1. to a large degree. a mortuary practice 20 No. this a mortuary to determine of factors that were observed number practice a function of the sample of observations number is. the practice rather than its nature. The study in of .166 Carr 26 24 22 ?js 20 o ? a > 18 a 3 16 a c c 14 1 Im 12 10 2 O -M ? ? 0 o 8 * 4 kl KEY: 2 b. of 40 observations in relationship 60 of with 80 some 100 determinant 120 practice 140 160 the mortuary Fig.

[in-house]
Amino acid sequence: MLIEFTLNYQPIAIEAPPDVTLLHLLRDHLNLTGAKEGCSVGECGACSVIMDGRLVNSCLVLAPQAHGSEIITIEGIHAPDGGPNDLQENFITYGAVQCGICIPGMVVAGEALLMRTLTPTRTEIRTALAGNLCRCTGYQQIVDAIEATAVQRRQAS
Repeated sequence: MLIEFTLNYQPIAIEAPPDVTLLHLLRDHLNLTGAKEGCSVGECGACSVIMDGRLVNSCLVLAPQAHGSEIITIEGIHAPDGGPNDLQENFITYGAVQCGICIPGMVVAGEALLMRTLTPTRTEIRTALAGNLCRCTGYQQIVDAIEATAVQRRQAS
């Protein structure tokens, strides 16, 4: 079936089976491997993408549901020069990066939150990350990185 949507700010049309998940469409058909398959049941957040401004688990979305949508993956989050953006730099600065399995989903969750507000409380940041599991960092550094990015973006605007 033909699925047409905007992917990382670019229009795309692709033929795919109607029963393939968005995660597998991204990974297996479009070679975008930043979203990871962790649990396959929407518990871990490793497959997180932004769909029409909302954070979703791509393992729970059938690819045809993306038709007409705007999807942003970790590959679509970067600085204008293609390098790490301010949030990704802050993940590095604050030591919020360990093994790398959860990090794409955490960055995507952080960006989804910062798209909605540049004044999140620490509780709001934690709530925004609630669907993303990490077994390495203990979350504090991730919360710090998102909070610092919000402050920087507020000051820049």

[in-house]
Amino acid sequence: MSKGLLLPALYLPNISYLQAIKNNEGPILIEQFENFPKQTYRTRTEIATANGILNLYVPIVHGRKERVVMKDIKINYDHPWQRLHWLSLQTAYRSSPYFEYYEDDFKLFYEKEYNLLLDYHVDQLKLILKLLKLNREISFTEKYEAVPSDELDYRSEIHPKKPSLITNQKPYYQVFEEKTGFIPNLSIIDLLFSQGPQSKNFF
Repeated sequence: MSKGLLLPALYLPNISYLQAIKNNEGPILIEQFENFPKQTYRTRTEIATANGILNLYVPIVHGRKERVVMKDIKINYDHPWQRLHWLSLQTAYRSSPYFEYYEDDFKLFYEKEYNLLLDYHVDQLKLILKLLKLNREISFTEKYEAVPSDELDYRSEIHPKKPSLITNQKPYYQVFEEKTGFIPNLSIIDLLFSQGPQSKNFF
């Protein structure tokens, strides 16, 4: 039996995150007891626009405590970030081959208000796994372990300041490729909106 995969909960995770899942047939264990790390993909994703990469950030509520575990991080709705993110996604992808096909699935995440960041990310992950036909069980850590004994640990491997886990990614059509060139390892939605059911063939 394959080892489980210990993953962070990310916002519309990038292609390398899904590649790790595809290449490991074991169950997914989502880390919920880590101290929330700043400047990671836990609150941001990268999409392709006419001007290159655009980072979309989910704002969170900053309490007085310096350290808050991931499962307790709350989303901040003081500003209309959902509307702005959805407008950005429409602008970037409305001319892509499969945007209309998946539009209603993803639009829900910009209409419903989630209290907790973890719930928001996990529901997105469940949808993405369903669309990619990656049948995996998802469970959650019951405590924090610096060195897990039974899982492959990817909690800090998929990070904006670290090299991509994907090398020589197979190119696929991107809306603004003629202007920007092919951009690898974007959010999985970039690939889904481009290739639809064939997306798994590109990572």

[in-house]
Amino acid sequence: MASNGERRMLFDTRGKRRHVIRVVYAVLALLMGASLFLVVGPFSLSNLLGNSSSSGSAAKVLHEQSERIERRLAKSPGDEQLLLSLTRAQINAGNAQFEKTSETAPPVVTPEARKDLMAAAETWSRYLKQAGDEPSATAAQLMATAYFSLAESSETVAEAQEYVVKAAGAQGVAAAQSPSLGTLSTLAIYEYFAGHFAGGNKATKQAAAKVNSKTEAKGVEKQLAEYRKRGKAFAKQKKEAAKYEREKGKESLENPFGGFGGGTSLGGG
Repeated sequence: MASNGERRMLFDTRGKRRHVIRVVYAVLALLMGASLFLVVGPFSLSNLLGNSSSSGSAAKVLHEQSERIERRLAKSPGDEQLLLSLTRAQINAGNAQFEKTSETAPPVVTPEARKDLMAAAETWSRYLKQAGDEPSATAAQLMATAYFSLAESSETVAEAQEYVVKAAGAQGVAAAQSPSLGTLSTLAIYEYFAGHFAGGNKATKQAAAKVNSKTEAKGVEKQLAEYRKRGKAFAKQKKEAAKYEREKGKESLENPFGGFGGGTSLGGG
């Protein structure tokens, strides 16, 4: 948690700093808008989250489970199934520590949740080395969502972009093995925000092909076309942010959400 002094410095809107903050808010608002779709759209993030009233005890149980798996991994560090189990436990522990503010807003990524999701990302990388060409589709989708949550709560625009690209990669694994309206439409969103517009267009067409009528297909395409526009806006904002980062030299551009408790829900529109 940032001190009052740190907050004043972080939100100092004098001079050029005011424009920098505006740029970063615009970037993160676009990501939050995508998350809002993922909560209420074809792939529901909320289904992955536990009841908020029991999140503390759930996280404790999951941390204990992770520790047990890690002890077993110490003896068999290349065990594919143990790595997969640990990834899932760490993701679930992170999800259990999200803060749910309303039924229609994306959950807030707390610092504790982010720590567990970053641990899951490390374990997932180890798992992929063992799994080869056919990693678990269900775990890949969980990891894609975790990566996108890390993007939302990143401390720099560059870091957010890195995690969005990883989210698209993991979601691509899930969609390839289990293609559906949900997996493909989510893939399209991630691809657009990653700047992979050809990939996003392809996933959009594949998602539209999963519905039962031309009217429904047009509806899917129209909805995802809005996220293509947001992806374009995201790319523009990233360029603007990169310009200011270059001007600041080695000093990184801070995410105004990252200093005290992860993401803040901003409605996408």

. (2) Form of disposal of the body was observed in both surveys to reflect the age and vertical social position of the deceased. "number of burial types. than social ones. the gender of pended primarily the deceased. it was also found here to be determined often by the circumstantial social at death. was found funeral. The finding cor frequently roborates linkagesmade by Binford (1971. data in Table XIV only partially Differences between bear out the cross-cultural asso ciations thatBinford (1971:Table 4) found between mortuary practices and their determinants. in both surveys to reflect the ver (1) Body treatment was documented tical or horizontal social position of the deceased. in contrast to Binford's (1971) report. which instead tended to reflect a more equal mix of social factors and beliefs. Tkinter (1975.21). to be affected largely by social factors." Again. andWebb and Snow (1974. the conditions of death. 17. 31) both philosophical-religious factors more This was the pattern for 35 (70%) of 50 observations of funeral oratory and 30 (62%) of 48 observations of funeral song. However. the location of death. A comparison of the two surveys follows. see below). It did not associate frequently here with in contrast to Binford's (1971) findings. reflect associations the different the two surveys' results probably samples of societies drawn and the small number of that Binford's of the specifics survey revealed. Body treatment was not found here to be determined frequently by the conditions of death. Saxe (1970). which contributes to vertical social position.5 observations of funeral attendance and positioning. These relationships held for 33 (47%) of 70 obser vations The of this mortuary practice.Mortuary Practices and Their Determinants 167 (4) The number of burial types recognized by a society (variable 23) was found position. reflected (5) The presence of funeral oratory and song (variables 30. and various kinds of beliefs. to be determined primarily by the social factors of vertical social or age. 167) between the social rank of the deceased. At the same time. which relates to the energy expended (6) Funeral and positioning of the living at the funeral (variable 33). The pattern was not found for the other studied funerary variables. and the energy expended on funerary ritual and burial. pp. and universal orders that pertain largely to the male/female structural opposition. it also associ ated here often with age. This was the case for 26 (63%) of 41. and various of the deceased classification beliefs. and grave diggers (variable 38) de of corpse processors (7) Selection on kinship relationship to the deceased. the number of persons having duties to the deceased. for 23 (47%) of the 49 observations of the variable. This was so the pattern generally agrees with Tkinter's (1975) findings. gender. on a attendance. p.